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  • FIRST POST
    • jac265
    • By jac265 21st Jan 18, 7:51 PM
    • 25Posts
    • 8Thanks
    jac265
    Indigo - appeal to pcn or wait for NtK?
    • #1
    • 21st Jan 18, 7:51 PM
    Indigo - appeal to pcn or wait for NtK? 21st Jan 18 at 7:51 PM
    The driver received a pcn for parking in a station car park having paid using the app but entered the incorrect registration by one letter. In the light of the fact that indigo is denying an appeal to POPLA is it worth making an appeal to indigo’s pcn or just wait for the NtK?
    Thank you.
Page 3
    • Umkomaas
    • By Umkomaas 9th Apr 18, 9:31 PM
    • 17,630 Posts
    • 27,891 Thanks
    Umkomaas
    Link to the DVLA response, should anyone wish to read:

    https://www.dropbox.com/sh/l9ud1imygavk4hw/AAD_50qV9K5G0iOoZP_dMCyHa?dl=0&preview=Photo+07-04-2018%2C+17+14+06+(1).jpg

    Utter BS. How on earth can an 'individual put his or her case to the courts' when it is clear that no one can take the case to 'the courts'? The RK can't do that of his/her own volition in the context of the PCN - maybe so in terms of harassment, but not able to do anything regarding the PCN per se.

    Why are the DVLA constantly 'hiding' on anything to do with private parking? Amazing what £2.50 (modern-day 30 pieces of silver) will do!
    Last edited by Umkomaas; 09-04-2018 at 9:39 PM.
    We cannot provide you with a silver bullet to get you out of this. You have to be in for the long run, and need to involve yourself in research and work for you to get rid of this. It is not simple. We will help, but can't do it for you.

    Give a man a fish, and you feed him for a day; show him how to catch fish, and you feed him for a lifetime.
    • jac265
    • By jac265 10th Apr 18, 7:46 AM
    • 25 Posts
    • 8 Thanks
    jac265
    Thank you. Apologies for technical failure!
    Im going to reply to DVLA and say that they shouldn’t have released the keeper info as conditions of KADOE weren’t met - no keeper liability as not relevant land and there’s no proof as to driver and they have misrepresented the reason for the request using breach of t&c and not railway Byelaws.
    I have been reading similar threads on pepipoo and there’s reference to the contract between GTR and Indigo but a different company - indigo services. Indigo Park Solutions issued ticket and applied to dvla but they presumably don’t have legal authority to do so?
    • financerulez
    • By financerulez 10th Apr 18, 11:34 AM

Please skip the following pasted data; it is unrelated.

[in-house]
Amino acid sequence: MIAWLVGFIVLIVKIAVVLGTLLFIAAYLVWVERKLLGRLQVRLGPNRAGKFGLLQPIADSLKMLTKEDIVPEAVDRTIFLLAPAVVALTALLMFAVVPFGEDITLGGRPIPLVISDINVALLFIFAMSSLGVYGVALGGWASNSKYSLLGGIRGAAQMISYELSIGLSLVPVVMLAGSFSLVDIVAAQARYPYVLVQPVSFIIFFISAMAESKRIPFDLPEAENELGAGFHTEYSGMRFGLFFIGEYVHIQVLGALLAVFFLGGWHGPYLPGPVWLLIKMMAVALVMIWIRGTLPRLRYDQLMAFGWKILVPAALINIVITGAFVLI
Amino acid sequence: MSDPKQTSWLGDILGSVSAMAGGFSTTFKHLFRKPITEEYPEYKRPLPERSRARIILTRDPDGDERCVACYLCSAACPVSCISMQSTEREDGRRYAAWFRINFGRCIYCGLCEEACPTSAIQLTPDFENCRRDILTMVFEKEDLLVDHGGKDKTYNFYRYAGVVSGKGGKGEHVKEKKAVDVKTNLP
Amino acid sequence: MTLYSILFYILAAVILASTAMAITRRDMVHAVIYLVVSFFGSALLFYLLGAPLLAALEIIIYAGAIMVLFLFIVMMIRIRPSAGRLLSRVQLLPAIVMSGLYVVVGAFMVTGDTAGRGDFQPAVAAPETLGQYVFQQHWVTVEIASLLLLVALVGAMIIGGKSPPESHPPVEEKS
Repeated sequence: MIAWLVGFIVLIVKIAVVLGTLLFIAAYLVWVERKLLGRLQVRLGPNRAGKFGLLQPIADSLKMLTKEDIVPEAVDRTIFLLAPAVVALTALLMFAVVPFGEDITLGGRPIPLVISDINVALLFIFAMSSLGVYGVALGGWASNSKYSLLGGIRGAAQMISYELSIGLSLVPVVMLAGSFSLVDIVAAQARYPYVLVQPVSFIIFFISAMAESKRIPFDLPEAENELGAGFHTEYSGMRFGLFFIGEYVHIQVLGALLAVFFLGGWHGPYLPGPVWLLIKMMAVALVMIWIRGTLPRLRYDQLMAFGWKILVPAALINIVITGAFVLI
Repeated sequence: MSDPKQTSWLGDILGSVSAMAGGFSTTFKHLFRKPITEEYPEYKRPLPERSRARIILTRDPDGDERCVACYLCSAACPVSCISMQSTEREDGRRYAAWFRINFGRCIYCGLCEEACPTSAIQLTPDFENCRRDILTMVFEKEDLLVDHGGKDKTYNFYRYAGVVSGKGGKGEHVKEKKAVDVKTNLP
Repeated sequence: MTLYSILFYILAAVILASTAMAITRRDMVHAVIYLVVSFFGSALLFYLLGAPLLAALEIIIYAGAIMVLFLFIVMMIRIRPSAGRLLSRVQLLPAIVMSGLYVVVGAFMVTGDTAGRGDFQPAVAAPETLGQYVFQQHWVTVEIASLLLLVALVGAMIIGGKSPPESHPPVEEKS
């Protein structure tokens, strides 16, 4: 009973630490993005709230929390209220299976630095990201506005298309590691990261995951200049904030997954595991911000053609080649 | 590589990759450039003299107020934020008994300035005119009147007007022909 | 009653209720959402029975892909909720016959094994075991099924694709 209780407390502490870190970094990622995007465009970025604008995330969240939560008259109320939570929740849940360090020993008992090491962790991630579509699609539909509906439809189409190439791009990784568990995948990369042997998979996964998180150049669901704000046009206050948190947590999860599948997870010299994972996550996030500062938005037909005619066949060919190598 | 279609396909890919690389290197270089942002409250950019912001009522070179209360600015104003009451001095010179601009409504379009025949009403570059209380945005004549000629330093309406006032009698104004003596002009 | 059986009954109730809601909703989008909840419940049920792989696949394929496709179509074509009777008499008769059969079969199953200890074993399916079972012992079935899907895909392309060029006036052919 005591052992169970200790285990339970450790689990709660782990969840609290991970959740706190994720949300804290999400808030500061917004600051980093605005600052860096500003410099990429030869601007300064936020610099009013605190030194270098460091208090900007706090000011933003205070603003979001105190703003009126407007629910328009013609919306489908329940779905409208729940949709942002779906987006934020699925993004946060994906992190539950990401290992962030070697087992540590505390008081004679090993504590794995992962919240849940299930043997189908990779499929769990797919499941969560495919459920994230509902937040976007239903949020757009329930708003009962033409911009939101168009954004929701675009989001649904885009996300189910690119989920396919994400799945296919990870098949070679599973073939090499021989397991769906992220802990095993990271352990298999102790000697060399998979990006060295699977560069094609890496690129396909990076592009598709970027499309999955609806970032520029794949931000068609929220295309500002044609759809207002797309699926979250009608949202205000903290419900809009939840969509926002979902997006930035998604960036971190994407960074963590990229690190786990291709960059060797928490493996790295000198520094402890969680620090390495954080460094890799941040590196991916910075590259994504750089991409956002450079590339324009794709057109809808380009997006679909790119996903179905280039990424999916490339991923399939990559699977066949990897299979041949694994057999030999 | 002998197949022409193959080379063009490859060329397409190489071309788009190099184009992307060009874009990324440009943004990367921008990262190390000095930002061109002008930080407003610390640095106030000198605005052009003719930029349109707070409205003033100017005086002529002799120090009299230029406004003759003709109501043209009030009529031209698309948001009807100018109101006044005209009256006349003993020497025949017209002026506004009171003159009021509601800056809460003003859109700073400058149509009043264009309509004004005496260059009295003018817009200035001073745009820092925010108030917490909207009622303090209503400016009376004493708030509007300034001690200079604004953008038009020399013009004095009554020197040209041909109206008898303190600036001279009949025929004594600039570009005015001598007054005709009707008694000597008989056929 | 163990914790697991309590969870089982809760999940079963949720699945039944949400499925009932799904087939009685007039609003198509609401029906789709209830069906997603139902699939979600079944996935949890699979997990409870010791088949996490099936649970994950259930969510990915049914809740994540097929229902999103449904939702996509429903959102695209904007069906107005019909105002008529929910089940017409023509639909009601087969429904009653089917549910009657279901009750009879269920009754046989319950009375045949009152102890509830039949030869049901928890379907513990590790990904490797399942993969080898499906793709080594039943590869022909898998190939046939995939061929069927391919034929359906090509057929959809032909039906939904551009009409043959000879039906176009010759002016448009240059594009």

• 103 Posts
    • 186 Thanks
    financerulez
    The DVLA don't care, they won't take any responsibility and just palm you off. Their operating instructions are to release the info in this situation, ludicrous as it sounds. They are more likely to do something if you say Indigo are blending together criminal and civil law in an attempt to confuse you as to what you have allegedly done.
    • Handbags-at-dawn
    • By Handbags-at-dawn 10th Apr 18, 11:51 AM
    • 115 Posts
    • 244 Thanks
    Handbags-at-dawn
    I have been reading similar threads on pepipoo and there’s reference to the contract between GTR and Indigo but a different company - indigo services. Indigo Park Solutions issued ticket and applied to dvla but they presumably don’t have legal authority to do so?
    Originally posted by jac265
    The DVLA only has power to release data to a requester who can show he has reasonable cause for wanting the particulars to be made available to him (Reg 27, Road Vehicles (Registration and Licensing) Regulations 2002). If IP Solutions were not appointed by the TOC to pursue car park infringements, they would have no more "reasonable cause" to request keeper data than you or me. The DVLA would not have the power to release the data to them, and would be in serious breach of the DPA by doing so.

    You might also add that your data was used for an illegal purpose, namely sending you a fraudulent and/or misleading NtK which in particular falsely asserts the recipient may be liable for the offence even if not the driver at the time. (On the contrary: only the driver can be guilty of an offence under Byelaw 14.) By no stretch of the imagination can such an illegal purpose fall within the ambit of "reasonable cause".
    • The Deep
    • By The Deep 10th Apr 18, 12:08 PM
    • 9,209 Posts
    • 8,980 Thanks
    The Deep
    When this has timed out, consider sending the PPC a Letter Before Claim. It will cost them money to deal with it.

    https://www.rocketlawyer.co.uk/documents-and-forms/letter-before-action.rlm?msclkid=29a39228cf13169f9d19c8e4541f6f4 e&utm_source=bing&utm_medium=cpc&utm_campaign=BSN% 20-%20Letter%20before%20action&utm_term=letter%20befo re%20claim&utm_content=Exact%20-%20Letter%20before%20action

    and you then have up to six years to consider whether you wish to proceed or not.
    You never know how far you can go until you go too far.
    • jac265
    • By jac265 14th May 18, 1:44 PM
    • 25 Posts
    • 8 Thanks
    jac265
    So next instalment!
    DVLA replied saying that they had nothing further to add from their previous reply - no surprises there i suppose.
    BPA is still considering its response to my complaint.
    The latest communication from ZZPS is set out below:


    The British Parking Association removed the need for operators to issue POPLA codes as POPLA will not review cases where parking is being enforced under primary legislation. You have received a parking notice that has been issued by an operator that is a member of the British Parking Association's ('BPA') Approved Operator Scheme, by law we are required to inform you that Ombudsman Services (www.ombudsman-services.org) provides an alternative dispute resolution service that would be competent to deal with your appeal. However, the BPA have chosen not to participate in their alternative dispute resolution service.

    Byelaws
    The current national Railway Byelaws were introduced by the Strategic Rail Authority and confirmed by the Secretary of State for Transport in 2005. They regulate the use and working of, and travel on or by means of, railway assets, the maintenance of order on railway assets and the conduct of all persons while on railway assets. Railway assets include railway stations, approach roads, car parks and other associated land.

    Car parking on railway land is covered by Byelaw 14: Traffic signs, causing obstructions and parking. Paragraph 4 states:

    "(4) In England and Wales
    The owner of any motor vehicle, bicycle or other conveyance used, left or placed in breach of Byelaw 14(1) to 14(3) may be liable to pay a penalty as displayed in that area.